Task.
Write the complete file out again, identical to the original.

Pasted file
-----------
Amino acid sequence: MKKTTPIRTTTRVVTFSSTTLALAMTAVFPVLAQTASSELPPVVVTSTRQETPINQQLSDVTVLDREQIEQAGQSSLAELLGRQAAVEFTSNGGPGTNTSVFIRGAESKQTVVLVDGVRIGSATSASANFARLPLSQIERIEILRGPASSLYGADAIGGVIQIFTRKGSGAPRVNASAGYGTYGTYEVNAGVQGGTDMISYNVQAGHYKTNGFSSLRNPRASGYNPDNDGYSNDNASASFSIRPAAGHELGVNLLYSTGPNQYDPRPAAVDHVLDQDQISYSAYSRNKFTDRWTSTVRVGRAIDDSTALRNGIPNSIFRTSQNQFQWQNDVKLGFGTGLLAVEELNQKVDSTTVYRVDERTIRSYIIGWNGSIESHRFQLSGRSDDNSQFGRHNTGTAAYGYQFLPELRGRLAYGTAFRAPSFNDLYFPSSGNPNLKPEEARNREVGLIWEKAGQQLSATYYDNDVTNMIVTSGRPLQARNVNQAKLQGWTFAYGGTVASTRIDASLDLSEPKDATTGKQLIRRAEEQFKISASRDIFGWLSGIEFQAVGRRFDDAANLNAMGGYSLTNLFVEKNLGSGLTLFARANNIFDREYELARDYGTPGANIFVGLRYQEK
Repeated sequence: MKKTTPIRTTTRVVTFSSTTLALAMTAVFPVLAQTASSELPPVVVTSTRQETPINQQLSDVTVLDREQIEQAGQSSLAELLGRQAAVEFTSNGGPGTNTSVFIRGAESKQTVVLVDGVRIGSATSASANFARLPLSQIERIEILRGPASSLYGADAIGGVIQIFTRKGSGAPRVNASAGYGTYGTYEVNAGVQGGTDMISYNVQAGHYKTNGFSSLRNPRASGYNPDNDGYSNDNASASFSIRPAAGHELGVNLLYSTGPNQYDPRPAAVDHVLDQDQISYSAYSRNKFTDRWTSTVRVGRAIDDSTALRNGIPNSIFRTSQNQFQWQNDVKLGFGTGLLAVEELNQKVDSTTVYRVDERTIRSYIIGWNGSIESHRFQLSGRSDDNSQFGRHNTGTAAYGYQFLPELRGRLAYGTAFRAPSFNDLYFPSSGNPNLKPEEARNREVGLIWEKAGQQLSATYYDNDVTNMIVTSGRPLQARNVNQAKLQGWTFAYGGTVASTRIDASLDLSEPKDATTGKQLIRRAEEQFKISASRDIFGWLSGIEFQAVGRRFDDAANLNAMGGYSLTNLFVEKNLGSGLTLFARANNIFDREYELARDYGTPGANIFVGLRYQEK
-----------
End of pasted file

Amino acid sequence: MKKTTPIRTTTRVVTFSSTTLALAMTAVFPVLAQTASSELPPVVVTSTRQETPINQQLSDVTVLDREQIEQAGQSSLAELLGRQAAVEFTSNGGPGTNTSVFIRGAESKQTVVLVDGVRIGSATSASANFARLPLSQIERIEILRGPASSLYGADAIGGVIQIFTRKGSGAPRVNASAGYGTYGTYEVNAGVQGGTDMISYNVQAGHYKTNGFSSLRNPRASGYNPDNDGYSNDNASASFSIRPAAGHELGVNLLYSTGPNQYDPRPAAVDHVLDQDQISYSAYSRNKFTDRWTSTVRVGRAIDDSTALRNGIPNSIFRTSQNQFQWQNDVKLGFGTGLLAVEELNQKVDSTTVYRVDERTIRSYIIGWNGSIESHRFQLSGRSDDNSQFGRHNTGTAAYGYQFLPELRGRLAYGTAFRAPSFNDLYFPSSGNPNLKPEEARNREVGLIWEKAGQQLSATYYDNDVTNMIVTSGRPLQARNVNQAKLQGWTFAYGGTVASTRIDASLDLSEPKDATTGKQLIRRAEEQFKISASRDIFGWLSGIEFQAVGRRFDDAANLNAMGGYSLTNLFVEKNLGSGLTLFARANNIFDREYELARDYGTPGANIFVGLRYQEK
Repeated sequence: MKKTTPIRTTTRVVTFSSTTLALAMTAVFPVLAQTASSELPPVVVTSTRQETPINQQLSDVTVLDREQIEQAGQSSLAELLGRQAAVEFTSNGGPGTNTSVFIRGAESKQTVVLVDGVRIGSATSASANFARLPLSQIERIEILRGPASSLYGADAIGGVIQIFTRKGSGAPRVNASAGYGTYGTYEVNAGVQGGTDMISYNVQAGHYKTNGFSSLRNPRASGYNPDNDGYSNDNASASFSIRPAAGHELGVNLLYSTGPNQYDPRPAAVDHVLDQDQISYSAYSRNKFTDRWTSTVRVGRAIDDSTALRNGIPNSIFRTSQNQFQWQNDVKLGFGTGLLAVEELNQKVDSTTVYRVDERTIRSYIIGWNGSIESHRFQLSGRSDDNSQFGRHNTGTAAYGYQFLPELRGRLAYGTAFRAPSFNDLYFPSSGNPNLKPEEARNREVGLIWEKAGQQLSATYYDNDVTNMIVTSGRPLQARNVNQAKLQGWTFAYGGTVASTRIDASLDLSEPKDATTGKQLIRRAEEQFKISASRDIFGWLSGIEFQAVGRRFDDAANLNAMGGYSLTNLFVEKNLGSGLTLFARANNIFDREYELARDYGTPGANIFVGLRYQEK